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Haru - e-commerce for charities made easy

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by Startacus Admin

haru screen

The lowdown on Haru, the Belfast-based startup that is on a mission to help charities and sustainable brands sell online

6093d5673e6f0a25e82acc05_noun_Box_1082720Charity shops are great places for people to get good quality second-hand products and support a charity at the same time. They are good places to take things that you no longer want or need, but are in too good condition to throw away, reducing the amount of waste ending up in landfills. 

The problem is that most charity shops don’t have the ability, the money, or perhaps the knowledge to create an online presence for people to be able to purchase online when they can’t go in person. 

But this is a fairly big undertaking for any small business. Most will use drop-shipping to sell to online customers, meaning that their wholesalers send the product directly to the customer, because selling the physical products in their shop means a lot of extra work packing and mailing, but this option is obviously not open to charity shops. So perhaps there is an easier way for a charity shop to gain an online presence.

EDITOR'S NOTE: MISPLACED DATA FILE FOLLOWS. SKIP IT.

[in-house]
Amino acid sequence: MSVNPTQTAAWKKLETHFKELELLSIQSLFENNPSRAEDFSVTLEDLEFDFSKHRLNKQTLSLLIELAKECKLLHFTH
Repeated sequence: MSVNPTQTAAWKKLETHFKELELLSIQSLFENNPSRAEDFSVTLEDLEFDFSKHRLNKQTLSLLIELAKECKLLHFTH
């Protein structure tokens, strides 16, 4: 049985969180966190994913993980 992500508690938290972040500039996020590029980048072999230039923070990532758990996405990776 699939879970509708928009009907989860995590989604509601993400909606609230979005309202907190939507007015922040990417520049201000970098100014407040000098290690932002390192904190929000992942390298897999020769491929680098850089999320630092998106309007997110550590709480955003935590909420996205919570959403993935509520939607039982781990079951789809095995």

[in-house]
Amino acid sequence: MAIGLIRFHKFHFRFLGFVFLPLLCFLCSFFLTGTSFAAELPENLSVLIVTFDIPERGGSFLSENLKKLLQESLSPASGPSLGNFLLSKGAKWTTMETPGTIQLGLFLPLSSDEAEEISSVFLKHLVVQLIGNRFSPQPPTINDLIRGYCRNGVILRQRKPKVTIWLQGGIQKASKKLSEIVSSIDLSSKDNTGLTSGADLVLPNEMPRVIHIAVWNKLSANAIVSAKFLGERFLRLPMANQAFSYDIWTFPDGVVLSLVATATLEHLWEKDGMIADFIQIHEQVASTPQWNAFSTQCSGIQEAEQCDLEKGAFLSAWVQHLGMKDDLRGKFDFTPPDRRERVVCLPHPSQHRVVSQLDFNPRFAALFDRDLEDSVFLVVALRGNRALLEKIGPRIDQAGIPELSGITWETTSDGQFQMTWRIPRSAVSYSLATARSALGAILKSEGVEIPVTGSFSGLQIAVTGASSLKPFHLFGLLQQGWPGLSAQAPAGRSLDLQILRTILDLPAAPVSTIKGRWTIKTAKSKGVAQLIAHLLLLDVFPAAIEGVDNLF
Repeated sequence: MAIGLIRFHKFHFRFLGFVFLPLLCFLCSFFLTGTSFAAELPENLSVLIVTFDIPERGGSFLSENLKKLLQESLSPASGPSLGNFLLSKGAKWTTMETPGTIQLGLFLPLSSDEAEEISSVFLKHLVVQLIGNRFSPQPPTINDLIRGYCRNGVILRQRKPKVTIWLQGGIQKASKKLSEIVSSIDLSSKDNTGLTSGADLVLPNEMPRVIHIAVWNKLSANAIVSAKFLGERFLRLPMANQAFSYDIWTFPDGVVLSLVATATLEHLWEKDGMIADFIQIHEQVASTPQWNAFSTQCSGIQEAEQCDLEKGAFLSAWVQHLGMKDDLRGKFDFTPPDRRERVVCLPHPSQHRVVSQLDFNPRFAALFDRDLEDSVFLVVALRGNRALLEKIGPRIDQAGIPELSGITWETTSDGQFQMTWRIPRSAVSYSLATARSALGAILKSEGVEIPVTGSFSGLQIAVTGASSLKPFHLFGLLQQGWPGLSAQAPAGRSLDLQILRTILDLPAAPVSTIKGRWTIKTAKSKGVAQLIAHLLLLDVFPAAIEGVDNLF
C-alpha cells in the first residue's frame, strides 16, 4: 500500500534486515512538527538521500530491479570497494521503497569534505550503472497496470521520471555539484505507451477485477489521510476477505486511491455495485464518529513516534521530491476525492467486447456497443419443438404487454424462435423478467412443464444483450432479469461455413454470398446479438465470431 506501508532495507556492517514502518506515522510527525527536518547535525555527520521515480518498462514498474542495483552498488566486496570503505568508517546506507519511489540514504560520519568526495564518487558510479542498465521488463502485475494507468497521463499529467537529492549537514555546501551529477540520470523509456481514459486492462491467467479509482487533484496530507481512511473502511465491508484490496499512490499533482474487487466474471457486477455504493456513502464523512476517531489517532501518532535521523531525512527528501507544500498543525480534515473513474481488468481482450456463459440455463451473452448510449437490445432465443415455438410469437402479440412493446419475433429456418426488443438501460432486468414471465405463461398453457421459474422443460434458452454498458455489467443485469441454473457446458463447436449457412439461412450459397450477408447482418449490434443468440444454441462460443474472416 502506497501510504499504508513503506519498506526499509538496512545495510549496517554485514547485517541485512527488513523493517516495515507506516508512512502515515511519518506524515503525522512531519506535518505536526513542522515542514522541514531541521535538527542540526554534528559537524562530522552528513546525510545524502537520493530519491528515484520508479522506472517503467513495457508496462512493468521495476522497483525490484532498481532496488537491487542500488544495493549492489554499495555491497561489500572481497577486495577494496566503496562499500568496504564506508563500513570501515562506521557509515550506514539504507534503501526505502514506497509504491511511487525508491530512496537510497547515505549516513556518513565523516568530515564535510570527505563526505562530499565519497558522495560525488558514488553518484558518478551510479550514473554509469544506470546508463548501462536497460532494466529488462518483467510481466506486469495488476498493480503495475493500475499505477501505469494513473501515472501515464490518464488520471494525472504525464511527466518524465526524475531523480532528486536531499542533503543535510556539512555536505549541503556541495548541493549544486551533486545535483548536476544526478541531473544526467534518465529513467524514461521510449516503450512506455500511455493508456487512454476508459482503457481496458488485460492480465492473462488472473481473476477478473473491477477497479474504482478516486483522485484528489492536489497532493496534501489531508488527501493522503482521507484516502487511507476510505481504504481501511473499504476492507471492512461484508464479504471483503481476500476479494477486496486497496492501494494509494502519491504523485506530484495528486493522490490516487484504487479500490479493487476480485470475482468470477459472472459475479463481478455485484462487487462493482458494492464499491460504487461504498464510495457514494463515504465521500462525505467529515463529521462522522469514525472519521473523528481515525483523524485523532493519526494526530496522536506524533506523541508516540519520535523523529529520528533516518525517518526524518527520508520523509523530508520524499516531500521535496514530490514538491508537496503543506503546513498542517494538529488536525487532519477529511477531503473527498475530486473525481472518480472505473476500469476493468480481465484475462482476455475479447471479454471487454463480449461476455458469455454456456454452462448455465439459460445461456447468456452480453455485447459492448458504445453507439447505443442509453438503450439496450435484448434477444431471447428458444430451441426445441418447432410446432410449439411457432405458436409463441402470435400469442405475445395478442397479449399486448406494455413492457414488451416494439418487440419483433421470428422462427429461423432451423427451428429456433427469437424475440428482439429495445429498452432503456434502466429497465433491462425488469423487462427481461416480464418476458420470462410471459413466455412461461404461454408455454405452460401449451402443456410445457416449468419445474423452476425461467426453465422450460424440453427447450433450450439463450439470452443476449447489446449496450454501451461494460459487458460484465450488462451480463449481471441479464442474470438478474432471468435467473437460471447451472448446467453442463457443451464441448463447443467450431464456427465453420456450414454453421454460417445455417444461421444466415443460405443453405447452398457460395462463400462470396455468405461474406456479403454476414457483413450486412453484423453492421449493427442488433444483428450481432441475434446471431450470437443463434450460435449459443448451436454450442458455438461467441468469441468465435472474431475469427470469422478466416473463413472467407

5fea58f2d586270bd1887778_Phone Mock UpBelfast-based e-commerce startup Haru thinks so. We first wrote about Haru in 2019, when they were the winner of the Ulster University Students’ Union Shark Tank competition, where they won £2,500 in start-up capital and a fully-funded trip to attend the Start-Up World Cup Grand Final. 

The startup allows charity shops and sustainable brands to reach customers that they otherwise could not, all without the shop itself doing very much at all. Haru will pick up the products, process them, list them on a variety of shop fronts, store them, market them, and deliver them once they are purchased. Much of what a charity shop sells is severely underpriced, because it relies often on the guesswork of whoever is putting on the price tag, and so the app also helps to ensure that products are listed at a reasonable price.

In June, Haru announced that they had raised £450,000 in funding from Invest Northern Ireland’s Covid-19 Equity Investment Fund - part of the Access to Finance initiative to support pandemic recovery - and Co Fund NI and Halo Business Angel Network’s Ulster network.

With an annual revenue of £1.2 billion in the UK and Ireland alone, only 1.5% of which comes from online sales, the charity retail sector stands to gain enormously from a startup like Haru.

 


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Published on: 13th July 2021

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